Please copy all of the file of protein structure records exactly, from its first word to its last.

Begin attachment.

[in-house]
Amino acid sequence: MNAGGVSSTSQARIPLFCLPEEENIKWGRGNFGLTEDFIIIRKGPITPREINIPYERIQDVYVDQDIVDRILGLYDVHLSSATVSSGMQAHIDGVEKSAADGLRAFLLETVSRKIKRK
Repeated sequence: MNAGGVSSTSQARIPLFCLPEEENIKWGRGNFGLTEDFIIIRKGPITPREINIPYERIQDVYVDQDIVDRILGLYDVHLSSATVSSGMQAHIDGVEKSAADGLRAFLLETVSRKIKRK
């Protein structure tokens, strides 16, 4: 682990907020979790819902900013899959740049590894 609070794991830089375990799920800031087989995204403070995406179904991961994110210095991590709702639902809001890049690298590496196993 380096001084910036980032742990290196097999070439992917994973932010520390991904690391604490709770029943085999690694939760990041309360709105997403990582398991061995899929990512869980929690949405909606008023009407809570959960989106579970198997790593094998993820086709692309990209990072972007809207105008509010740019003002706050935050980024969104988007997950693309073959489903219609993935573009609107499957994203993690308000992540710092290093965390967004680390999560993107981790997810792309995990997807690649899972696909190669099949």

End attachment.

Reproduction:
[in-house]
Amino acid sequence: MNAGGVSSTSQARIPLFCLPEEENIKWGRGNFGLTEDFIIIRKGPITPREINIPYERIQDVYVDQDIVDRILGLYDVHLSSATVSSGMQAHIDGVEKSAADGLRAFLLETVSRKIKRK
Repeated sequence: MNAGGVSSTSQARIPLFCLPEEENIKWGRGNFGLTEDFIIIRKGPITPREINIPYERIQDVYVDQDIVDRILGLYDVHLSSATVSSGMQAHIDGVEKSAADGLRAFLLETVSRKIKRK
């Protein structure tokens, strides 16, 4: 682990907020979790819902900013899959740049590894 609070794991830089375990799920800031087989995204403070995406179904991961994110210095991590709702639902809001890049690298590496196993 380096001084910036980032742990290196097999070439992917994973932010520390991904690391604490709770029943085999690694939760990041309360709105997403990582398991061995899929990512869980929690949405909606008023009407809570959960989106579970198997790593094998993820086709692309990209990072972007809207105008509010740019003002706050935050980024969104988007997950693309073959489903219609993935573009609107499957994203993690308000992540710092290093965390967004680390999560993107981790997810792309995990997807690649899972696909190669099949």